Saturday was gray II

After several months as a trio, Richman found a new drummer, D. Sharpe (aka David) - an accomplished avant garde jazz player on the Boston scene, who later went on to become a member of pianist Carla Bley's band. D. Sharpe's greater awareness of dynamics and tonal possibilities, in combination with Keranen's use of the acoustic bass during this period, enabled Richman to finally achieve his vision of an acoustic rock band which could offer a greater emotional range by combing quiet tenderness and romanticism alongside the raucous intensity of rock's post-war rhythm and blues origins, without requiring electronics and loud volume levels to achieve its purpose.

Drawing inspiration from such artists as the Art Ensemble of Chicago, Paul Motian and Anthony Braxton, D. Sharpe replaced the traditional rock and roll drum kit with an eclectic assortment of percussion instruments, including a large African three-legged drum covered in zebra skin; a 1947 De Soto automobile hub-cap (cum snare drum); a rack full of various pot lids and bells hanging on strings; exotic cymbals with many tonal 'imperfections'; frequent use of mallets instead of drumsticks, and brushes with which he would sometimes simply 'play the air' (i.e., without hitting anything else), as could be felt more than heard[citation needed], especially in live performances, of the song "Afternoon." [2]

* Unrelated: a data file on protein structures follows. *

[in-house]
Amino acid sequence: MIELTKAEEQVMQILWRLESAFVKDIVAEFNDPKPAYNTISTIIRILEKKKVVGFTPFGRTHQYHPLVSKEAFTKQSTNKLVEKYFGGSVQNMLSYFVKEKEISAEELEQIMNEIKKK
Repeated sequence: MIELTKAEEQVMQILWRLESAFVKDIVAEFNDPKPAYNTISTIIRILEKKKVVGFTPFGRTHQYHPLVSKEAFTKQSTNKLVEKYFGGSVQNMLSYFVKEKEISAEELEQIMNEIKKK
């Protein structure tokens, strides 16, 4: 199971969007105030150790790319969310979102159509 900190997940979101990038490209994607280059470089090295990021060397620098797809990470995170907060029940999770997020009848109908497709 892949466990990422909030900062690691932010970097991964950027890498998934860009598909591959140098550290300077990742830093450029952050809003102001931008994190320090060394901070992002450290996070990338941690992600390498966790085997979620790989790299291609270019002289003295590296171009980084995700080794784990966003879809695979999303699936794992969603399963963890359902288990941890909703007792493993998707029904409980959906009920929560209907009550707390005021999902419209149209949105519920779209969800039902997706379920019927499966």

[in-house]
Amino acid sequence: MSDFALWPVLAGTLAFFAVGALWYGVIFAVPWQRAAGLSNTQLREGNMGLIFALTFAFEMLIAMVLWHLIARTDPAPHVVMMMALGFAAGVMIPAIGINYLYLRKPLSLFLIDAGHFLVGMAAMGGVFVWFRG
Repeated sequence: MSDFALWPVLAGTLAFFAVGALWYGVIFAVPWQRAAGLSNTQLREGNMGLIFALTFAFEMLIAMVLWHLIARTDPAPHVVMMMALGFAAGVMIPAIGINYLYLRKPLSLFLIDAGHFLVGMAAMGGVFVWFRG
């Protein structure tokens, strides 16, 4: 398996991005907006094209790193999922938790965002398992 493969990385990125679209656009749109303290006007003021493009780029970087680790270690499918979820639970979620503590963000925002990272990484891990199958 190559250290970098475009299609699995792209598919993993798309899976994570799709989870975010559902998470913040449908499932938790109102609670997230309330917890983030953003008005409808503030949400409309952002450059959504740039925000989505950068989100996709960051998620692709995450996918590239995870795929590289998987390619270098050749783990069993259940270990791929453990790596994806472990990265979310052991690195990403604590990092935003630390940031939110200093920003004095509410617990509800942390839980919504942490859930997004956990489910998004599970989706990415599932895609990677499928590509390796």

Rock and Roll with the Modern Lovers was released in 1977 and, just as this record began to climb the charts in Europe, Keranen left the group (to attend college). A subsequent live album, Modern Lovers Live was released in 1978, featuring Asa Brebner on bass.

- From wikipedia -